DATE: 12 February 2013
TRANSCRIPT: Student Interview of Owen Gault for The Tower’s ‘WHO IS ?’ series
AMANDA: Hello, this is Amanda Mardon, Student Editor of The Tower. This is my first video interview for the Who Is series, which is an intimate look at hallway and classroom life at Citadel High through the eyes of my fellow students. My first interviewee is Owen Gault. Ready, Owen?
AMANDA: I’ll take that as a yes. Look at me, not at the camera. Just relax. I won’t broadcast this on a jumbotron. It’ll be for school use only. Start by telling me about yourself.
AMANDA: Because that’s how you start an interview. People want to know who they’re listening to. If you were Brad Pitt, I would skip the intro.
OWEN: That’s the problem. I’m already known by the wrong people. I don’t need more attention.
AMANDA: Come on. You agreed to do this. I thought you wanted to expose teacher incompetence in the classrooms. Let’s just go through the interview and we can edit it together later. I’ll let you approve the final cut.
OWEN: Fine. My name is Owen Gault. I’m a freshman. I take English Lit in first period, Math in second…
AMANDA: You don’t need to go into that kind of detail.
OWEN: Then what do you want?
AMANDA: Do you have any after school activities?
AMANDA: Are you part of any of the clubs here?
AMANDA: Really? You have no interest in writing for the Theatre Club? I hear you’re very creative with your writing.
AMANDA: Do you play any sports.
OWEN: I run.
AMANDA: Competitively? Outside of school?
OWEN: Sort of.
AMANDA: What do you mean? Where do you run?
OWEN: Away from bullies on my way home from school.
AMANDA: Oh. Do you want to share anything about yourself with me?
OWEN: Just ask your questions.
AMANDA: You really are impatient. Ok. So as a freshman, what do you think of high school life so far?
OWEN: Is that a joke?
AMANDA: What do you mean?
OWEN: You know very well what my life is like here.
AMANDA: Your life can’t consist of only bullying. I know you suffer more than most. And the thugs tormenting you are particularly good at making sure there are no witnesses. Do you want to talk about that? Tell everyone right now what you’re going through? You don’t have to say names.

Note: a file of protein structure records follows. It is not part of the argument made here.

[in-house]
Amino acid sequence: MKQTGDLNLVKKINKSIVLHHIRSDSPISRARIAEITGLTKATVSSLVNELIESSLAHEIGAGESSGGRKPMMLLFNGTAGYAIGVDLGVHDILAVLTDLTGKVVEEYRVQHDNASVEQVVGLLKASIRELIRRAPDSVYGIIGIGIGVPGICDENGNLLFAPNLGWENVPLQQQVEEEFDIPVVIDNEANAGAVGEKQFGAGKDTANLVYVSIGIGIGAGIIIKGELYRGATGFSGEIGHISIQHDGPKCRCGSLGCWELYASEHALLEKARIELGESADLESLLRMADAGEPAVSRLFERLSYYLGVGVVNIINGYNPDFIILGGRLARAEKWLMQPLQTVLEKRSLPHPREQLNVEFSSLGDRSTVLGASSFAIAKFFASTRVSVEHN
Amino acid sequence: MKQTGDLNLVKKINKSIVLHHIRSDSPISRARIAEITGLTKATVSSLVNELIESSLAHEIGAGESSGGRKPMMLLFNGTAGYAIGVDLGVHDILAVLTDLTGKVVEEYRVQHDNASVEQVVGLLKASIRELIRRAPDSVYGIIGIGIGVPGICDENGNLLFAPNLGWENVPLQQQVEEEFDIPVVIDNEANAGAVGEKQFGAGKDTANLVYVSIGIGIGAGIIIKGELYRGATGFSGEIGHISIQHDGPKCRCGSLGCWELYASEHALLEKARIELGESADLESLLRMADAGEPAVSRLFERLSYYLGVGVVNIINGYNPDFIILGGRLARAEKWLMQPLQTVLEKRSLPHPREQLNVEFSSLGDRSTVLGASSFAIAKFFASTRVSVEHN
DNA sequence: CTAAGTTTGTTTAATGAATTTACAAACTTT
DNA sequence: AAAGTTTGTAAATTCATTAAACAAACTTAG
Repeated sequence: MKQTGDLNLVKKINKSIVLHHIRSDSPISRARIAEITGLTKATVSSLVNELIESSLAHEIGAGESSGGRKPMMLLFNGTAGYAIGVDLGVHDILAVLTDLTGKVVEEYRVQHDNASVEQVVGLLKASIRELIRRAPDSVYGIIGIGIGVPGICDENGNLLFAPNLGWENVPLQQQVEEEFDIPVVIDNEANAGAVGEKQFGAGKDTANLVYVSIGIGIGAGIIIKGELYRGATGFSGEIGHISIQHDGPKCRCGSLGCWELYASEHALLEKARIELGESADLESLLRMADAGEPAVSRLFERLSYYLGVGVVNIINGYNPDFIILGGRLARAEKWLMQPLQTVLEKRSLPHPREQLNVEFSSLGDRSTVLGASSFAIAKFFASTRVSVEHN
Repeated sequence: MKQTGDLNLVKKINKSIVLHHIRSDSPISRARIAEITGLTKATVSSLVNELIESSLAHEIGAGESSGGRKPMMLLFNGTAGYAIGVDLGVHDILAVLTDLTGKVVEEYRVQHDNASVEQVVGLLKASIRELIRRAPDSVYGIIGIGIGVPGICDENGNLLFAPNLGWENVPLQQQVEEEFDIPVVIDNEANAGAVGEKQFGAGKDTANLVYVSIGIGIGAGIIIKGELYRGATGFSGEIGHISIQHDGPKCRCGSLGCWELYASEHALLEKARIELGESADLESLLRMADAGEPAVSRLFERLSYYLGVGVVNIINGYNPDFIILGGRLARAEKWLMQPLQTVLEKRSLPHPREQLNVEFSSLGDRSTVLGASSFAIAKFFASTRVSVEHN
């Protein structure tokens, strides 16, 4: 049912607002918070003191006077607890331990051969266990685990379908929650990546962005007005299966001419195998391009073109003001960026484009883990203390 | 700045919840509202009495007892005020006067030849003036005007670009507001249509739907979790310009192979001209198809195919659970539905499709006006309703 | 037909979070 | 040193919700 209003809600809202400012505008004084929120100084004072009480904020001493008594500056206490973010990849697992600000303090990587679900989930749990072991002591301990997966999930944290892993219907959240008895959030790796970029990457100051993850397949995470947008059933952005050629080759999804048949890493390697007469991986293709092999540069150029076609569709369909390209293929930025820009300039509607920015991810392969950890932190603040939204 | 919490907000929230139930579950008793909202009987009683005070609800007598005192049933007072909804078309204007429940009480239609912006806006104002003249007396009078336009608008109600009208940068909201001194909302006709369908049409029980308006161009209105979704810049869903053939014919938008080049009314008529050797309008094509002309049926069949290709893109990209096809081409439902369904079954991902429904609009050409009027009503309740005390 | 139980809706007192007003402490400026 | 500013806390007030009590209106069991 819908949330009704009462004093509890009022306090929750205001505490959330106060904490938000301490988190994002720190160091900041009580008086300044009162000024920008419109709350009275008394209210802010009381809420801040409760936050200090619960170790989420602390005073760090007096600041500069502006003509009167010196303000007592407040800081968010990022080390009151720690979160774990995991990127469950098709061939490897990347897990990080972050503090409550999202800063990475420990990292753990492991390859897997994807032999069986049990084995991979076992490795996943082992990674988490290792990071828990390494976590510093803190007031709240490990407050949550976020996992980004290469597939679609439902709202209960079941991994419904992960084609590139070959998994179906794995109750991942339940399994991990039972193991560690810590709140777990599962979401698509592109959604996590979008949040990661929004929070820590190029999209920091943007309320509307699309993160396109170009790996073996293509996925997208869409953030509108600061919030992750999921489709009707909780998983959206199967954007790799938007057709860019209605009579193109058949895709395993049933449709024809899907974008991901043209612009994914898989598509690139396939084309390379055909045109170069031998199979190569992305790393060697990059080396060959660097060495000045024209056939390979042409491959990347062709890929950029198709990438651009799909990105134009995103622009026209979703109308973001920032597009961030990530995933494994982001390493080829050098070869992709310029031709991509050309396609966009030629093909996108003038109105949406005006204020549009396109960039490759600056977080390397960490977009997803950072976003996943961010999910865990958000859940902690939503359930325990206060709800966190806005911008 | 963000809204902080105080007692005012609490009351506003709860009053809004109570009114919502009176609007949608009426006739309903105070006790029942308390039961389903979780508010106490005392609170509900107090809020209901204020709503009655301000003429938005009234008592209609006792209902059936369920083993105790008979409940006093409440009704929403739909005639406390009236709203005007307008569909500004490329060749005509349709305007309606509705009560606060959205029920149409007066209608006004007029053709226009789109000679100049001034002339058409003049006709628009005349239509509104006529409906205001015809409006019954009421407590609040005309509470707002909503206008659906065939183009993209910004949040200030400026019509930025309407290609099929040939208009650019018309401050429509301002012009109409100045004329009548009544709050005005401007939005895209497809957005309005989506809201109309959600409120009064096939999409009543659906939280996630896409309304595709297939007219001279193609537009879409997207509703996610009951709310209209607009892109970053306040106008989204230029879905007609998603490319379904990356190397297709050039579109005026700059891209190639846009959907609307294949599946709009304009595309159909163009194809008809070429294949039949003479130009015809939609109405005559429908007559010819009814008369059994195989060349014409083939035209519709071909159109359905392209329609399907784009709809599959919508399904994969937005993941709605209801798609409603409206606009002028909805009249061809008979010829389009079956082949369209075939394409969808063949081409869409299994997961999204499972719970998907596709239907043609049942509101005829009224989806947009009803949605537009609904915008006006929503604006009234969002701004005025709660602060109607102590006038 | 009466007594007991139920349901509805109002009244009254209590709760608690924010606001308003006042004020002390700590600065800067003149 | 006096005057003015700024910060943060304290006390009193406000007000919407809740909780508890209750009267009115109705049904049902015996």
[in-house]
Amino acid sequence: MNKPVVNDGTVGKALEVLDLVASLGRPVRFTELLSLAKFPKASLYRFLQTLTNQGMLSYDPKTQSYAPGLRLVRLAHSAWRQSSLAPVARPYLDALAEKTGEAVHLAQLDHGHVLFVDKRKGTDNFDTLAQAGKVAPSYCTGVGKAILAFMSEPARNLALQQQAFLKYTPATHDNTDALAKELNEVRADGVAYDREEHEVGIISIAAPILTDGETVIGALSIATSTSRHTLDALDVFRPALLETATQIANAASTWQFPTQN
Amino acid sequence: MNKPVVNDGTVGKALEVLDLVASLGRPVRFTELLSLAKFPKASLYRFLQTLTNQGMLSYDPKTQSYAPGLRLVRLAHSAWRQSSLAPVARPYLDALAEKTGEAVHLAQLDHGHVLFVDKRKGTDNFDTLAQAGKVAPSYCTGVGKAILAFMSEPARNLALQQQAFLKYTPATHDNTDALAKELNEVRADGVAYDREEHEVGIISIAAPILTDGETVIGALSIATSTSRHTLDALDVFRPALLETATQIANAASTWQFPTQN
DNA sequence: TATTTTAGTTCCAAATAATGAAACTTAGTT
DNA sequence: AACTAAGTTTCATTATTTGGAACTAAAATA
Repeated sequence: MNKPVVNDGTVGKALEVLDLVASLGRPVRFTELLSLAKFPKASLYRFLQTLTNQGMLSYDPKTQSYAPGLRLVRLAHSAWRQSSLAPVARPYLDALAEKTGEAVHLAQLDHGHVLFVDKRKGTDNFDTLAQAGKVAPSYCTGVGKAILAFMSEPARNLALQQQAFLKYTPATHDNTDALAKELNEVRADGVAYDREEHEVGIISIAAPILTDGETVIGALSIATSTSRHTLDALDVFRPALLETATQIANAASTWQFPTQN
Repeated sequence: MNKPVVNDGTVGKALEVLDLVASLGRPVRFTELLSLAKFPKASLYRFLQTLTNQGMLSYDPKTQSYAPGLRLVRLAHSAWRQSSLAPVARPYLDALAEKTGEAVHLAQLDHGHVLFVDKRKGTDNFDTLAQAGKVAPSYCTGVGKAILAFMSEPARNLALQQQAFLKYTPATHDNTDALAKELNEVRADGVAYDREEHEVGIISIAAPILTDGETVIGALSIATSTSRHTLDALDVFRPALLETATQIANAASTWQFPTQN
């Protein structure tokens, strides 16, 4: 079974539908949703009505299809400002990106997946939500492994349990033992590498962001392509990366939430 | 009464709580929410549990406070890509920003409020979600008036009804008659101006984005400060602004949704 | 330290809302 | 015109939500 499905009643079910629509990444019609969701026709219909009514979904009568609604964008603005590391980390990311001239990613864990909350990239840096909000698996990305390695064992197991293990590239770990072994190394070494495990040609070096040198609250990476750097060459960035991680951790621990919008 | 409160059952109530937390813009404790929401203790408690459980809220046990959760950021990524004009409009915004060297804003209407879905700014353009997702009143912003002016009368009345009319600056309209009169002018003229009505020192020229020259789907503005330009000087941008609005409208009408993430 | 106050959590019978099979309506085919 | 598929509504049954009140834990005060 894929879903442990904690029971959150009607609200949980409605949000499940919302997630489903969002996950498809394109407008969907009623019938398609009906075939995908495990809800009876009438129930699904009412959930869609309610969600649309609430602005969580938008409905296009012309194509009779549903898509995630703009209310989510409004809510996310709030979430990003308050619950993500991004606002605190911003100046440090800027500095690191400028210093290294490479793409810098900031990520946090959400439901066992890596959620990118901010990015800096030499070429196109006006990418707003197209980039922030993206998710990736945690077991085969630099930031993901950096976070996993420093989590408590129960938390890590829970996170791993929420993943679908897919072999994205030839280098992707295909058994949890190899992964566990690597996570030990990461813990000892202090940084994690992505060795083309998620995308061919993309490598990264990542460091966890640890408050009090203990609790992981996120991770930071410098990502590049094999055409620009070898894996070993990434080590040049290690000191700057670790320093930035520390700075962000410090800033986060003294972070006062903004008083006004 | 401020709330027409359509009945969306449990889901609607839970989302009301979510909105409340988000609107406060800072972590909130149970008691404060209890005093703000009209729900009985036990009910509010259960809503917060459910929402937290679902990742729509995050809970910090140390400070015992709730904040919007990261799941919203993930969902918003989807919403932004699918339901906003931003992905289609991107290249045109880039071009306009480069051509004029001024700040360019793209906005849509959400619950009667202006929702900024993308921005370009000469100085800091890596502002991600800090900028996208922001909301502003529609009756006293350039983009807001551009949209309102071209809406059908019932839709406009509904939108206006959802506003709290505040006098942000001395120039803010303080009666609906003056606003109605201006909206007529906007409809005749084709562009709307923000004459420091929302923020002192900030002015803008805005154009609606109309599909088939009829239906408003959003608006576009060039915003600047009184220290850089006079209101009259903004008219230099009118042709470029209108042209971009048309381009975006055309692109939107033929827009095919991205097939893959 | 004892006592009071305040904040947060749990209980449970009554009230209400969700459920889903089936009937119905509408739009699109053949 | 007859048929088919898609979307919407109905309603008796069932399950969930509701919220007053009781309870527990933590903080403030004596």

OWEN: I don’t need to give names. Everyone knows who’s doing what. I am always the guy smelling like pee or wearing my underwear on my head because if I take it off they come after me after school. Even your older cousin Seb tries to get in on the action. I can see he really wants to be part of the gang.
AMANDA: How do you know he’s my cousin?
OWEN: He saw me talking to you earlier this week about this interview. He pushed me into the lockers and yelled ‘Stay away from my cousin you little fucking prick’.
AMANDA: Please don’t swear on camera. It’s really hard to time the bleeps during editing. Seb is a good guy deep down. He just doesn’t know any better. His dad is abusive towards him. He’s confused.
OWEN: Aren’t we all at this age.
AMANDA: Look. I’m supposed to be interviewing you. This is your chance. We all know the damage bullying does. Be the face in the fight to stop this in our school.
OWEN: You mean become the victim? Put myself out there like a battered kid in some domestic violence ad?
OWEN: I know you’re trying to pursue some kind of anti-bullying campaign. You have a tough fight ahead of you because even the faculty turns its cheek. They’re more concerned with claiming ignorance because of lack of proof and with projecting swift resolve by calling the police who can’t do a thing. Putting myself out there makes me a better target. I need to stay invisible. I have at least three more years here. As much as some of my fellow students would like to see me off myself, I plan on graduating from this place and that’s a long road ahead.
AMANDA: Yes. Good. Say more things like that. Make statements that people will listen to.
OWEN: You want a statement? Here’s one. This so called school is a concrete jungle that would deteriorate in a heartbeat. Imagine something even worse than Golding’s Lord of the Flies. Teachers walk around with such apathy. Their presence barely maintains control. They only keep things from fully collapsing. I pray not to be stuck in this school the day the veil is lifted between the ones with power and the ones without.
AMANDA: What do you mean by that?
OWEN: Imagine what would happen if we were forced to stay in the school and the teachers weren’t around. What kind of tyrannical hierarchy do you think would emerge?
AMANDA: That’s a pretty bleak statement.
OWEN: Here’s another then. You know apathy is a disease? I’m infected with apathy too.
AMANDA: How can you, of all students here, be apathetic?
OWEN: I don’t care what happens to people around me anymore. It’s them or me now. One time, I gave my jacket and backpack to one of the poor kids. He’s about my size. You know Andrew Bours?
OWEN: He was very appreciative until he realized those things made him look like me. My tormentors left me alone for three full days.
AMANDA: Wow. I’ve never heard a freshman talk like you.
OWEN: You see. You’re a better journalist than you think. You managed to get quite a lot out of me.
AMANDA: I’m going to use this footage you know.
OWEN: I can’t stop you from doing anything.
AMANDA: People need to hear your story and see you telling it. I bet if I post this on The Tower’s blog I can get more parents to put pressure on the faculty.
OWEN: Good luck. It’ll make no difference to me. My lot has already been chosen. I’m going to go now.
AMANDA: Ok. Thanks for contributing.
OWEN: Sure. [Noises of Owen leaving the room]
AMANDA: [Sigh] He’s so far gone.
Copyright Eric Poirier 2013